ResiliEnt is your Consulting Services Partner - Your Success is Our Mission! While the data warehousing industry has matured significantly in the last decade, data warehousing methodologies are still rapidly evolving. Arguments continue as to which methodology has reached the status of being ‘widely recognized’. Two of the leading experts are Bill Inmon and Ralph Kimball.
- Bill Inmon has over two decades of database technology management experience and data warehouse design expertise, has published 36 books and more than 350 articles in major computer journals. He is known for his seminars on developing data warehouses and has been a keynote speaker for every major computing association. Before founding Pine Cone Systems, Bill was a co-founder of Prism Solutions, Inc.
- Ralph Kimball is a leading proponent of the dimensional approach to designing large data warehouses. He currently teaches data warehousing design skills to IT groups, and helps selected clients with specific data warehouse designs. Ralph is a columnist for Intelligent Enterprise magazine and has a relationship with Sagent Technology, Inc., a data warehouse tool vendor. His book "The Data Warehouse Toolkit" is widely recognized as the seminal work on the subject.
In “Ask The Experts”, published in DMReview.com on January 25, 2002, when asked about the differences in philosophies between Misters Inmon and Kimball, Clay Rehm is quoted as saying: “The major difference in the philosophies boils down to database design. Inmon favors third normal form design while Kimball favors star schemas (denormalized) design.”
We agree with Mr. Rehm’s opinion and add one of our own: They also differ in what information to include. Inmon advocates pulling all data available, leaving nothing behind. Kimball advocates only pulling the data specified in the business requirements.
While Inmon and Kimball are the leading experts in the data warehousing industry today, they are by no means the only two. There are many others, each with their own methodology. A member of our delivery team found a white paper on the internet that did a comparison of 15 different data warehousing methodologies. With so much to choose from, it’s no wonder that no one methodology has become ‘the one’, leading many organizations to make up one of their own. What is quickly gaining favor in the data warehousing industry is using a ‘blending’ of different methodologies. It allows the flexibility to tailor solutions to the specific needs of the organization.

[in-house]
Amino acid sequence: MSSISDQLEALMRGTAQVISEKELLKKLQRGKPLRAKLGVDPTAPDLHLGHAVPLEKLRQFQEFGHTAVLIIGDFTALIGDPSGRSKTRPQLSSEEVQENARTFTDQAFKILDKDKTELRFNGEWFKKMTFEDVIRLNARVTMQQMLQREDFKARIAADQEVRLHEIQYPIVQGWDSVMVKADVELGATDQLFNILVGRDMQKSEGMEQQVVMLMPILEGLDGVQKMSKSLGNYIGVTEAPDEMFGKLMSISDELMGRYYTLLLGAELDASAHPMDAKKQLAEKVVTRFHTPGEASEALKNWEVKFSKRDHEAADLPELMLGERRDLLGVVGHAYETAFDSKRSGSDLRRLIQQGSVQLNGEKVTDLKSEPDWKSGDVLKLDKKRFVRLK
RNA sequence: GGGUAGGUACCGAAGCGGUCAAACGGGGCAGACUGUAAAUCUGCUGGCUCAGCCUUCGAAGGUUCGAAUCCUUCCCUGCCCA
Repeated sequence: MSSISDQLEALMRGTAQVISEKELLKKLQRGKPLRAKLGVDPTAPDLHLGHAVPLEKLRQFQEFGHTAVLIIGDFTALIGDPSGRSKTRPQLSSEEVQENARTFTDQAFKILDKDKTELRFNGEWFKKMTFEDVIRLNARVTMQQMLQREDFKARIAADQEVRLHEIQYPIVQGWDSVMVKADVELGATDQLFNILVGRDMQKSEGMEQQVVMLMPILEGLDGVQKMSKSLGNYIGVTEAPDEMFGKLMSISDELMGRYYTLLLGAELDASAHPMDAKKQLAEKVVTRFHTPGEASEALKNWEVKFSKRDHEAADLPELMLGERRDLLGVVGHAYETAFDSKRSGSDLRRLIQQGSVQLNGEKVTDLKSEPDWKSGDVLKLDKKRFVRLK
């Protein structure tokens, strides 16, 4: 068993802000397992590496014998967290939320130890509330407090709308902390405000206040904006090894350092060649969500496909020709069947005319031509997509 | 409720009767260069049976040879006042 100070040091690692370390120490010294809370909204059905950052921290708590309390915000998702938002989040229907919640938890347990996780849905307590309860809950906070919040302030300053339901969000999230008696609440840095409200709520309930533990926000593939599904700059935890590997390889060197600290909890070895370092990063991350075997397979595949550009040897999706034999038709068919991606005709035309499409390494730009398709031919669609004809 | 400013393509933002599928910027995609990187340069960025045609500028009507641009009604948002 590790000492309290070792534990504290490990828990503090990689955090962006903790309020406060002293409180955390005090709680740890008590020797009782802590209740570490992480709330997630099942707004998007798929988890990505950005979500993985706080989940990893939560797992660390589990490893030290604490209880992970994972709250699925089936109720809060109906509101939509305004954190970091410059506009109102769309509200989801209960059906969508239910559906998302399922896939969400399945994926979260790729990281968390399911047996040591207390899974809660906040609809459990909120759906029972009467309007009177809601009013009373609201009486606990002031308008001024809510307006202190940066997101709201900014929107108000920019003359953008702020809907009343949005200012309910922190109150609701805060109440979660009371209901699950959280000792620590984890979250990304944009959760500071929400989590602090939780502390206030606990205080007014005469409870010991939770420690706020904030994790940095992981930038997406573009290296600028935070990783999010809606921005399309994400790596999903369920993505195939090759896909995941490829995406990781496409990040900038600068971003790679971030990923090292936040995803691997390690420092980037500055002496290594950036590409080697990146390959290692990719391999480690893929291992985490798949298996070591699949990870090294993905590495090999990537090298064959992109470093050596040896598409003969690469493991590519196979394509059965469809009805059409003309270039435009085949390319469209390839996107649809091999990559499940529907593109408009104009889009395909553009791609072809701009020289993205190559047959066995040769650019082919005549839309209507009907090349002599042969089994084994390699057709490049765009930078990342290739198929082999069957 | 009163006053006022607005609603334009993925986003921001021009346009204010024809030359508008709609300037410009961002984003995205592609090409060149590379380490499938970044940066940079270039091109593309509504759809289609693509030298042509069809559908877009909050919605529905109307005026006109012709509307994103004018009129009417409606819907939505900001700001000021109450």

We also agree with using a ‘blending’ of methodologies, and we call ours The ResiliEnt Hybrid, or the “The Carry Forward” method. Our method pulls all data available (as advocated by Inmon) while using a denormalized design (as advocated by Kimball).
- quickly gaining favor in the data warehousing industry
- allows the flexibility to tailor solutions
‘The Carry Forward’ method
- pulls all data available (as advocated by Inmon)
- uses a denormalized design (as advocated by Kimball)
Important points about the ResiliEnt Data Warehouse:
- The Operational Source Data can be any source data, from operational systems to an Excel spreadsheet.
- The Staging Area is where all the data is brought together, cleansed, transformed, and readied for the Presentation Area (Data Marts). This area is off-limits to end users.
- Both the Staging Area and Presentation Area (Data Marts) contain complete histories of the data. The Staging Area contains the original source information, making reprocessing much simpler. The Presentation Area (Data Mart) contains all conformed records.
- The Presentation Area (Data Marts) is where the organization does its data retrievals.
We like to look at a data warehouse as analogous to a restaurant:
- The Operational Source Data is the pantry or refrigerator, where all the ‘raw food’ (raw data) is originally stored.
- The Staging Area is the kitchen. As with a restaurant, ‘customers’ (end-users) are not allowed in the kitchen.
- The Raw Staging Area is the counter top where you place the ‘raw food’ (raw data) for preparation.
- The Refined Staging Area is where the ‘preparation’ takes place. The ‘meal’ (final cleansed data) to be prepared dictates the ‘amount of work’ (number of refined staging tables) needed. To create your ‘meal’ (final cleansed data), you may simply need a bowl and a spoon; or you may need bowls, pots, pans, and an hours worth of cooking in the oven.
- The Final Staging Area is the plate where you place the ‘meal’ (final cleansed data).
- The Data Mart (aka: Presentation Area) is the dining room. The ‘meal’ (final cleansed data) is carried from the ‘kitchen’ (Staging Area) to the dining room where your ‘customer can enjoy the meal you have prepared' (end-users can query the final cleansed data).